It's important to remember that these vaccine-development funds could go to internal efforts at the NIH, or academic teams at universities, in addition to Inovio and Sanofi. Similarly, vector-control funds could go to companies such as Intrexon and MosquitoMate, or to pay for insecticide applications.

Vaccines are years away

Large pharmaceutical companies are hesitant to dive into Zika vaccine development for various reasons. For one, researchers have largely neglected to study the virus, which means we have a lot of work to do before fully understanding it. That could increase the already-lengthy time it takes to bring a vaccine to market.

Some companies estimate commercialization could be 10 to 15 years away, although as fellow Fool Keith Speights notes, Inovio could potentially apply for approval after Phase 2 testing. For now, it has yet to begin Phase 1 trials in humans, putting that potential decision at least several years away.

Another major source of hesitation on the part of vaccine developers stems from the potential for large populations of humans to develop natural immunity to Zika virus within the next five to 10 years -- about the time it takes to develop a vaccine. That's according to comments from Moncef Slaoui, Chairman of Vaccines at GlaxoSmithKline, which has yet to announce its decision on vaccine R&D.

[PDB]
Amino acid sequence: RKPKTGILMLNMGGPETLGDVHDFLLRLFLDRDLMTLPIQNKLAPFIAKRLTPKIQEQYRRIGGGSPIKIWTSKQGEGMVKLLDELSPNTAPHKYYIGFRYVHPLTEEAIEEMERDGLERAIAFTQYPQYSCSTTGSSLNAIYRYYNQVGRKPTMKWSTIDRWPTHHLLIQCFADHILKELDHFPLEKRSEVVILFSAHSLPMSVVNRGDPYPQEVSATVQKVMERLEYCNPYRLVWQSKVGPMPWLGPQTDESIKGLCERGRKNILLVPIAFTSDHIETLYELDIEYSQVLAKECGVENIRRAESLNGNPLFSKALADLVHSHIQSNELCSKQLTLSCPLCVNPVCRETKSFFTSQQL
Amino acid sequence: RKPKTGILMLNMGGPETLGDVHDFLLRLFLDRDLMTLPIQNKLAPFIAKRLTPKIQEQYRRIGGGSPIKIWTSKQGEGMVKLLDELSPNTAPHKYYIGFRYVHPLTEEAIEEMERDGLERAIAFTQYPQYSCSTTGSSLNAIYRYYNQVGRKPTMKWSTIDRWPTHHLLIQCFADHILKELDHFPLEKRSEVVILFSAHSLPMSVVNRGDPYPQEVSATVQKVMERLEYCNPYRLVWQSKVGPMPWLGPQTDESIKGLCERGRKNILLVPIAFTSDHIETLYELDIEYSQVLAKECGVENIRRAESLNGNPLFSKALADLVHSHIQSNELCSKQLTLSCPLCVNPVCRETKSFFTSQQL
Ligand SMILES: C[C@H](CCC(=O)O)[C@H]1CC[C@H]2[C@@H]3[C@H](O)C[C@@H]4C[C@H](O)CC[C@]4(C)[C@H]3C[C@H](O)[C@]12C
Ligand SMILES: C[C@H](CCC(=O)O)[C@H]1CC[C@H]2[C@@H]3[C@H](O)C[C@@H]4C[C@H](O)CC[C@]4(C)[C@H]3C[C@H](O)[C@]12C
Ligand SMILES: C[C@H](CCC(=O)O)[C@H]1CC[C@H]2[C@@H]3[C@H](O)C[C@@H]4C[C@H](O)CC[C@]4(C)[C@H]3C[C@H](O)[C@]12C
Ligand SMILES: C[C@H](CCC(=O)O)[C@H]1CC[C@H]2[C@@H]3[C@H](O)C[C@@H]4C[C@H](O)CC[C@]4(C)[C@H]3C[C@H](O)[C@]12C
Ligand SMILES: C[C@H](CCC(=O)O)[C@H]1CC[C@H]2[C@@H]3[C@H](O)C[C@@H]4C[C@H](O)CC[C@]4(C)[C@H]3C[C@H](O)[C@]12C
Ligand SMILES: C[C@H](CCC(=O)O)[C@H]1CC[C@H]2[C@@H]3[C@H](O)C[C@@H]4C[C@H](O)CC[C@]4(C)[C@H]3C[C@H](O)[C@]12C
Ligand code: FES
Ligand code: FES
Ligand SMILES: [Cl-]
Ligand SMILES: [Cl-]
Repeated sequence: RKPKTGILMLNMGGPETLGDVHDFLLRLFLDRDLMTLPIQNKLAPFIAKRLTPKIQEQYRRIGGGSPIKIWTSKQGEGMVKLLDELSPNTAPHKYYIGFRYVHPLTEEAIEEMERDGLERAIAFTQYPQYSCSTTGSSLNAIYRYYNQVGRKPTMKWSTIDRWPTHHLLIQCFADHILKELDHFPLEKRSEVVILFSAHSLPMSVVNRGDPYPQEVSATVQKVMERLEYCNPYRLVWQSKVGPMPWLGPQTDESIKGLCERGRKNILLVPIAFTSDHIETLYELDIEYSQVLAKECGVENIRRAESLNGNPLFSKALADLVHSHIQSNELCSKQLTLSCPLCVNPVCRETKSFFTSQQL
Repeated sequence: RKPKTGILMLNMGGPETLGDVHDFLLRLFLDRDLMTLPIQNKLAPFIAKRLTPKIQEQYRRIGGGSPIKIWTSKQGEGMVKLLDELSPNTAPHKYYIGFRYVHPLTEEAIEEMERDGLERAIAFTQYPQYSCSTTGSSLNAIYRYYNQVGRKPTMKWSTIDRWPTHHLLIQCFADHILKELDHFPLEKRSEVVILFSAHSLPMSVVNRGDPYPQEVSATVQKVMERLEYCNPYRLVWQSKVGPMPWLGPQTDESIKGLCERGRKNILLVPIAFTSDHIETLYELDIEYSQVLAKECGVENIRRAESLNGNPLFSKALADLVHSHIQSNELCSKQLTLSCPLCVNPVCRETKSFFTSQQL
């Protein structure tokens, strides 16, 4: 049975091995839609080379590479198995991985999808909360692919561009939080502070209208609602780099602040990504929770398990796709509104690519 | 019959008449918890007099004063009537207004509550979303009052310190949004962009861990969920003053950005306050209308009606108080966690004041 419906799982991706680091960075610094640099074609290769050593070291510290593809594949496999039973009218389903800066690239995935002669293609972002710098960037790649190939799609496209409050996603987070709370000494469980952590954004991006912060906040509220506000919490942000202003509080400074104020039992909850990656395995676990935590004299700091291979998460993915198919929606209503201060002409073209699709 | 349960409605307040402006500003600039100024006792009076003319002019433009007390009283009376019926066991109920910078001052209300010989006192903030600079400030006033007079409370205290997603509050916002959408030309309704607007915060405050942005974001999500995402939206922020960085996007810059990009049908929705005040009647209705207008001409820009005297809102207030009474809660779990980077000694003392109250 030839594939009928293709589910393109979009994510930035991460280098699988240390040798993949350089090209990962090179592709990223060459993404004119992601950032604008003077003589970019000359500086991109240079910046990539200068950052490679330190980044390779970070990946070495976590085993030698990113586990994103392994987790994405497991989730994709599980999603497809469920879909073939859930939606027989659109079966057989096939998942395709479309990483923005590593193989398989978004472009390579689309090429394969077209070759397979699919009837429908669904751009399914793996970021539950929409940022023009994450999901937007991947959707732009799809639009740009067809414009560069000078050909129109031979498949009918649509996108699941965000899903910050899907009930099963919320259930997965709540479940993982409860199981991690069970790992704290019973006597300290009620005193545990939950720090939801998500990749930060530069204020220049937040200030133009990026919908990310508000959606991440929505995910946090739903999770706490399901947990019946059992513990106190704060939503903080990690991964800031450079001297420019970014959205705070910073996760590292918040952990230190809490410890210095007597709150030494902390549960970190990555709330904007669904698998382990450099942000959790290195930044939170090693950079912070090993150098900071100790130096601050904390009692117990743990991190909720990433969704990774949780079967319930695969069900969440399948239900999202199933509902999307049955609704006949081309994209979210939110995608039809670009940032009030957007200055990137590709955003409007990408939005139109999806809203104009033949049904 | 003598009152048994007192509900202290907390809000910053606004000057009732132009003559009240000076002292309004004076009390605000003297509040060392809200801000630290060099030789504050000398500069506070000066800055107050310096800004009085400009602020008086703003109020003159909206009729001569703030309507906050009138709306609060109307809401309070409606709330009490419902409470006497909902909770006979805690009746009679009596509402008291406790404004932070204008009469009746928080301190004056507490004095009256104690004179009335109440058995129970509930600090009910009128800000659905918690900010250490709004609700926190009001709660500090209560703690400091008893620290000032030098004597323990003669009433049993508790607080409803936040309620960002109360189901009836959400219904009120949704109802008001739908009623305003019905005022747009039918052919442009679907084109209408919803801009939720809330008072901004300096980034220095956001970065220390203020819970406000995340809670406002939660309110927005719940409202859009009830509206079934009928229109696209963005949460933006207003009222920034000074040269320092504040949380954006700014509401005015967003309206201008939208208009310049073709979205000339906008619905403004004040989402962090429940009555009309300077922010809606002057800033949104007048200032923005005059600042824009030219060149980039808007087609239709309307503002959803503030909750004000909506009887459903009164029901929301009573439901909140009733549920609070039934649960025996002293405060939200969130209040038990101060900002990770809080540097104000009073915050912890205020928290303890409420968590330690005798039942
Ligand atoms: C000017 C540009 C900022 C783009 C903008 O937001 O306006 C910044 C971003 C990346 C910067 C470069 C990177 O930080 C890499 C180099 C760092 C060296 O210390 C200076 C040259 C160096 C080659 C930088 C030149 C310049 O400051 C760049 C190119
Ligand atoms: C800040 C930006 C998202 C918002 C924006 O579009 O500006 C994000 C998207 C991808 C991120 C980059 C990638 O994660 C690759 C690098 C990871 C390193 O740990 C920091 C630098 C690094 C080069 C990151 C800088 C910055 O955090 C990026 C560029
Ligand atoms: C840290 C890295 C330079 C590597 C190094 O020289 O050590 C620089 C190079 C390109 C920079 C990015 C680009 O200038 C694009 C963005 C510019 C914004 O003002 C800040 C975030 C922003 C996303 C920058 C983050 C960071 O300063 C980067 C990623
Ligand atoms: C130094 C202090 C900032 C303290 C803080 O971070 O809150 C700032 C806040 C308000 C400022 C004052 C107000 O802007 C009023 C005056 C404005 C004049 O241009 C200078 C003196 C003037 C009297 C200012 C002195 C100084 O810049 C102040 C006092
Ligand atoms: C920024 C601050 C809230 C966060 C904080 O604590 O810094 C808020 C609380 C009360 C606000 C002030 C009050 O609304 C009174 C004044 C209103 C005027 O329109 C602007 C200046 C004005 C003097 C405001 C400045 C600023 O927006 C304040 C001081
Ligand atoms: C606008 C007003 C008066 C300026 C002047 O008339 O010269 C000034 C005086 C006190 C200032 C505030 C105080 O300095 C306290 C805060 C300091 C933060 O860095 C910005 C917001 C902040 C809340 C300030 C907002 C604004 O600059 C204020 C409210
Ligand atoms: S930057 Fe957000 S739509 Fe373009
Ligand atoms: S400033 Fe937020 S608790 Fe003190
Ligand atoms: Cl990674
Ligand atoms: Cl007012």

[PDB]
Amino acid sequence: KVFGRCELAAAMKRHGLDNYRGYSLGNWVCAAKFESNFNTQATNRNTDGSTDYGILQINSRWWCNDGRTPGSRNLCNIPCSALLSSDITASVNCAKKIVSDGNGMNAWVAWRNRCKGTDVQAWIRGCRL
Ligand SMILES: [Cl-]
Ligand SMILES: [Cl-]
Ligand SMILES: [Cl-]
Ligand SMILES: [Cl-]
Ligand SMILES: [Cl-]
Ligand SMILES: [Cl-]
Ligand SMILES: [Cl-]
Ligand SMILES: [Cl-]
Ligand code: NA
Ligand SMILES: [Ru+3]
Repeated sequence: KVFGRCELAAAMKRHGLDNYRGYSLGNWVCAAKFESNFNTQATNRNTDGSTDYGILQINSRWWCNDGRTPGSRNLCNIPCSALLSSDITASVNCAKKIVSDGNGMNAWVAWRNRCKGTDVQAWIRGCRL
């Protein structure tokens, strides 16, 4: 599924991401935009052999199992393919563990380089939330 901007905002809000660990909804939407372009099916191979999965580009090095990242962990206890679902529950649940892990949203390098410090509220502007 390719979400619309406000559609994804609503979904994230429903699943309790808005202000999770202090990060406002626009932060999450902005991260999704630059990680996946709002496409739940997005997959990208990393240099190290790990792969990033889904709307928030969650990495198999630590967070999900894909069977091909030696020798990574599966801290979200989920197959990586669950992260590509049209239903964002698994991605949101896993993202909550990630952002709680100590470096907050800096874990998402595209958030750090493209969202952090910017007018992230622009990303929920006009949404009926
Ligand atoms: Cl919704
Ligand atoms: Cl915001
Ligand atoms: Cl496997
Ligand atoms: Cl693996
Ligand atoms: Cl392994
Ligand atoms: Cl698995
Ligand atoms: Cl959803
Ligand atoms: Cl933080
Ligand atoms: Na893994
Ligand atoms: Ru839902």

There's no silver bullet

As is often the case, there's no silver bullet for combating Zika virus. Public health officials will deploy a range of tools in the short and long term. In the near term, tools will focus on controlling mosquito populations by spraying insecticides, releasing Intrexon's genetically engineered mosquitoes, and releasing MosquitoMate's mosquitoes that are infected with larvae-targeting bacteria. Educating individuals and mobilizing response teams will play another key role in protecting public health.

In the long term, tools will focus on continuing to control mosquito populations -- hopefully, we learn a thing or two from deploying new technologies in the next few years -- and developing and distributing vaccines. We may even decide that completely eradicating certain types of mosquitoes capable of transmitting devastating diseases (including Zika virus, yellow fever, malaria, and chikungunya) is in our best interest as a species... but that's a different discussion.